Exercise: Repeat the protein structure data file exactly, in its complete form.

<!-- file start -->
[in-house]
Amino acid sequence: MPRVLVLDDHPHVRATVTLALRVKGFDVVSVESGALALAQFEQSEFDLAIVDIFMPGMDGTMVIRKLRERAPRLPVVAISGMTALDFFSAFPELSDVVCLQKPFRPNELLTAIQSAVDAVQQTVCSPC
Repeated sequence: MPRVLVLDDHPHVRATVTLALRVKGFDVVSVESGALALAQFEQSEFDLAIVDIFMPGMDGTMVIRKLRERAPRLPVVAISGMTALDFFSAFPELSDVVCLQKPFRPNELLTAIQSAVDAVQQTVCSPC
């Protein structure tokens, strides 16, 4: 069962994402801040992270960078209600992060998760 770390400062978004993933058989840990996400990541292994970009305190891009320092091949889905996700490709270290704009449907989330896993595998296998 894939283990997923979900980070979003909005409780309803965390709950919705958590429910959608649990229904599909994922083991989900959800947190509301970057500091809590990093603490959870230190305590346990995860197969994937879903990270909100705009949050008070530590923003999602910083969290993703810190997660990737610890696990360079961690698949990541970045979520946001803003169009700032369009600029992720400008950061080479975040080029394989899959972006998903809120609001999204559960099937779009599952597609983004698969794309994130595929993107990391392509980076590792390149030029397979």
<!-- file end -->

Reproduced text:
[in-house]
Amino acid sequence: MPRVLVLDDHPHVRATVTLALRVKGFDVVSVESGALALAQFEQSEFDLAIVDIFMPGMDGTMVIRKLRERAPRLPVVAISGMTALDFFSAFPELSDVVCLQKPFRPNELLTAIQSAVDAVQQTVCSPC
Repeated sequence: MPRVLVLDDHPHVRATVTLALRVKGFDVVSVESGALALAQFEQSEFDLAIVDIFMPGMDGTMVIRKLRERAPRLPVVAISGMTALDFFSAFPELSDVVCLQKPFRPNELLTAIQSAVDAVQQTVCSPC
């Protein structure tokens, strides 16, 4: 069962994402801040992270960078209600992060998760 770390400062978004993933058989840990996400990541292994970009305190891009320092091949889905996700490709270290704009449907989330896993595998296998 894939283990997923979900980070979003909005409780309803965390709950919705958590429910959608649990229904599909994922083991989900959800947190509301970057500091809590990093603490959870230190305590346990995860197969994937879903990270909100705009949050008070530590923003999602910083969290993703810190997660990737610890696990360079961690698949990541970045979520946001803003169009700032369009600029992720400008950061080479975040080029394989899959972006998903809120609001999204559960099937779009599952597609983004698969794309994130595929993107990391392509980076590792390149030029397979």